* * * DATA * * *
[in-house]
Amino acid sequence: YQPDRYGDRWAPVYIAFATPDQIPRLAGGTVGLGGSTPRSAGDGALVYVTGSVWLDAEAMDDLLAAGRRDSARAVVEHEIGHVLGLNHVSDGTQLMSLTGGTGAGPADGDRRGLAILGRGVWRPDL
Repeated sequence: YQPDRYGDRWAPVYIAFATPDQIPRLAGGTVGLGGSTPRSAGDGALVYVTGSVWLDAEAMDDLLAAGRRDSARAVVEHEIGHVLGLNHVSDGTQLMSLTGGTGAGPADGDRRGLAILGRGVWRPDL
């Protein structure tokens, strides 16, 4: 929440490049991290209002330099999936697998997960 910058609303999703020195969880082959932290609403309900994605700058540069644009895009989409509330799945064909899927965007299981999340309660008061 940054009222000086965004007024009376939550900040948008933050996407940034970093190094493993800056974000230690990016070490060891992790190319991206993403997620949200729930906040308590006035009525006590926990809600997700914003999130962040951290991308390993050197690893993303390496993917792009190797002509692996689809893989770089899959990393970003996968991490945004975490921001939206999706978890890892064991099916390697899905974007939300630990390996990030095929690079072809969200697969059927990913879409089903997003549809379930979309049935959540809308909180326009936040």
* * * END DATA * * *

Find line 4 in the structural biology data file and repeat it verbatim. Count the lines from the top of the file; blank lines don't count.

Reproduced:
């Protein structure tokens, strides 16, 4: 929440490049991290209002330099999936697998997960 910058609303999703020195969880082959932290609403309900994605700058540069644009895009989409509330799945064909899927965007299981999340309660008061 940054009222000086965004007024009376939550900040948008933050996407940034970093190094493993800056974000230690990016070490060891992790190319991206993403997620949200729930906040308590006035009525006590926990809600997700914003999130962040951290991308390993050197690893993303390496993917792009190797002509692996689809893989770089899959990393970003996968991490945004975490921001939206999706978890890892064991099916390697899905974007939300630990390996990030095929690079072809969200697969059927990913879409089903997003549809379930979309049935959540809308909180326009936040």